Among 6,594 adults participating in the study, 426 died of heart disease during a 9-year period. For subjects 65 years of age or older, the researchers found that greater daily consumption of caffeinated beverages was associated with a lower risk of death from heart disease. This acted in a dose-response fashion - the higher the caffeine level, the lower the risk, and visa versa.

Health

Cholera Outbreaks Predicted by Mathematical Model

A mathematical model of disease cycles developed at the University of Michigan shows promise for predicting cholera outbreaks.

Speaking in a symposium titled "New Vistas in the Mathematics of Ecology and Evolution" at the annual meeting of the American Association for the Advancement of Science in San Francisco, theoretical ecologist Mercedes Pascual discussed how models that she and coworkers have developed can aid short-term forecasting of infectious diseases, such as cholera, and inform decisions about vaccination and other disease-prevention strategies.

In research done over the past seven years, Pascual and colleagues have found evidence that a phenomenon known as the El Nino-Southern Oscillation (ENSO), a major source of climate variability from year to year, influences cycles of cholera in Bangladesh. They also showed that the coupling between climate variability and cholera cycles has become stronger in recent decades.

Health

New Study Shows Medical Value of Marijuana

New research gives more ammunition to those hoping to change federal marijuana policy.

Pills

New Warning for Attention Deficit Drugs

Washington- Drugs prescribed to treat attention deficit hyperactivity disorder will include guides to alert patients and parents of the risks of mental and heart problems, including sudden death.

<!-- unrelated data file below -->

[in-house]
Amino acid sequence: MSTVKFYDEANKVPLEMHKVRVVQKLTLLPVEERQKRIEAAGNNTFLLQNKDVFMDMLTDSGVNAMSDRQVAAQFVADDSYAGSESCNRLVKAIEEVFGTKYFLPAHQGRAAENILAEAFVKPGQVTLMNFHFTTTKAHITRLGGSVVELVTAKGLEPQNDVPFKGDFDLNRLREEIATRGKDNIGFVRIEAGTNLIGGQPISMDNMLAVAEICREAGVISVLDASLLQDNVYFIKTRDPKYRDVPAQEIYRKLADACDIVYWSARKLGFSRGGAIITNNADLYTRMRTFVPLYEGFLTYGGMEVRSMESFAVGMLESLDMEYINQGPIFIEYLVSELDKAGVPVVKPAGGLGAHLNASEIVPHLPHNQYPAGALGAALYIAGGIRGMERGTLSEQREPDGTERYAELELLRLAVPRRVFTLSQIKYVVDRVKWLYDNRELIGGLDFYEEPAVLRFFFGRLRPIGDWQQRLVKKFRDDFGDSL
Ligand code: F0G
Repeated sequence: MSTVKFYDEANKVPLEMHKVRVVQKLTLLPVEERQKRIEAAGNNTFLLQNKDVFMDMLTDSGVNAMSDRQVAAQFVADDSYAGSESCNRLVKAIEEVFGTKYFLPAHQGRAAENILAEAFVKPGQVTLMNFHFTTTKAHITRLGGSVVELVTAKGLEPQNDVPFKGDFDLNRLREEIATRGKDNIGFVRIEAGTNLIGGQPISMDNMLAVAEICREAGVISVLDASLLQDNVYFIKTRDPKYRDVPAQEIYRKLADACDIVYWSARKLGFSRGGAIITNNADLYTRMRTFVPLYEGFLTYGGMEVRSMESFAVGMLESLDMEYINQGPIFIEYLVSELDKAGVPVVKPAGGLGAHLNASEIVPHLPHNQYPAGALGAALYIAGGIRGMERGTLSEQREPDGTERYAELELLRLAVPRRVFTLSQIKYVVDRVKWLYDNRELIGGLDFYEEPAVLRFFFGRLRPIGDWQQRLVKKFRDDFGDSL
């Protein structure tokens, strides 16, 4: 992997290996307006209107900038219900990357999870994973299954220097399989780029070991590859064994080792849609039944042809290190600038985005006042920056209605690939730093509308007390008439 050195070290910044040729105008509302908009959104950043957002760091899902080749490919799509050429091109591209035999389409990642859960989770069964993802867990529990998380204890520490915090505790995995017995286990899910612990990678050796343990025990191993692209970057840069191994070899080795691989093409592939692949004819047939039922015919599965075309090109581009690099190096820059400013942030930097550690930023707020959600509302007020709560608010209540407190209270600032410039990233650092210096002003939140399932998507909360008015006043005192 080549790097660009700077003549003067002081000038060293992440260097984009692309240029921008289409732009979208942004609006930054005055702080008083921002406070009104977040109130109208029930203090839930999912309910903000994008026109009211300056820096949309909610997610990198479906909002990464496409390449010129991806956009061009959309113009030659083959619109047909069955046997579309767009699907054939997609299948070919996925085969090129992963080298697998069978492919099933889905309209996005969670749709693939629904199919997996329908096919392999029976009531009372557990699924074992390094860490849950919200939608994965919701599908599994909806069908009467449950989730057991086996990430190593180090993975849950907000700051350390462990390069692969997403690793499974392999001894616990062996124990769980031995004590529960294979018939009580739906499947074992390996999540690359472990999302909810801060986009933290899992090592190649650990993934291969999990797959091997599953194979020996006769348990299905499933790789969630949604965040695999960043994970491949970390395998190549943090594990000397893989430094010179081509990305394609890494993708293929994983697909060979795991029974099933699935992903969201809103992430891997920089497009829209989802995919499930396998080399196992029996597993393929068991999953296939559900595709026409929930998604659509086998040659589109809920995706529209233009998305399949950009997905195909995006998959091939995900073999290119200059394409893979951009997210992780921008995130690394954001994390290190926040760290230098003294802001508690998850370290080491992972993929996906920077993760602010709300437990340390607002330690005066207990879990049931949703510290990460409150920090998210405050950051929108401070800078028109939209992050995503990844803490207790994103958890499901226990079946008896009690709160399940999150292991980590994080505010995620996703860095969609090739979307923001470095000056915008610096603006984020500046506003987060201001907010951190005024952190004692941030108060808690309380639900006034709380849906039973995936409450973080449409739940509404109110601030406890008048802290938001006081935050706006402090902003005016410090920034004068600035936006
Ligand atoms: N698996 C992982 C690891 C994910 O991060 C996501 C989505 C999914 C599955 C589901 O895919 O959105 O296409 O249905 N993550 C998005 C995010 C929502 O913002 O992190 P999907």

The Food and Drug Administration said Wednesday that it directed the manufacturers of Ritalin, Adderall, Strattera and all other ADHD drugs to develop the guides. In May 2006, the agency told manufacturers to revise the labels of the drugs to reflect concerns about the cardiovascular and psychiatric problems.

Draft versions of the guides posted on the FDA Web site include discussion of reports of increased blood pressure and heart rate in ADHD patients, as well as cases of sudden death in some who have heart problems and heart defects. In adult patients, the reported problems also include stroke and heart attack.

The alerts also cover psychiatric problems, such as hearing voices, unfounded suspicions and manic behavior, of which there is a slightly increased risk in patients who take the drugs, the FDA said. The guides also tell patients and their parents of precautions they can take to guard against the risks.

Coffee

Some cocoa may improve brain blood flow

San Francisco -- A nice cup of the right kind of cocoa could hold the promise of promoting brain function as people age.

In an increasingly aging world, medical researchers are seeing more cases of dementia and are looking for ways to make brains work better.

One potential source of help may be flavanols, an antioxidant found in cocoa beans that can increase blood flow to the brain, researchers said Sunday at the annual meeting of the American Association for the Advancement of Science.

Ian MacDonald of England's University of Nottingham reported on tests given to young women who were asked to do a complex task while their brains were being studied with magnetic resonance imaging.

Among the women given drinks of cocoa high in flavanols, there was a significant increase in blood flow to the brain compared with subjects who did not drink the cocoa, he said.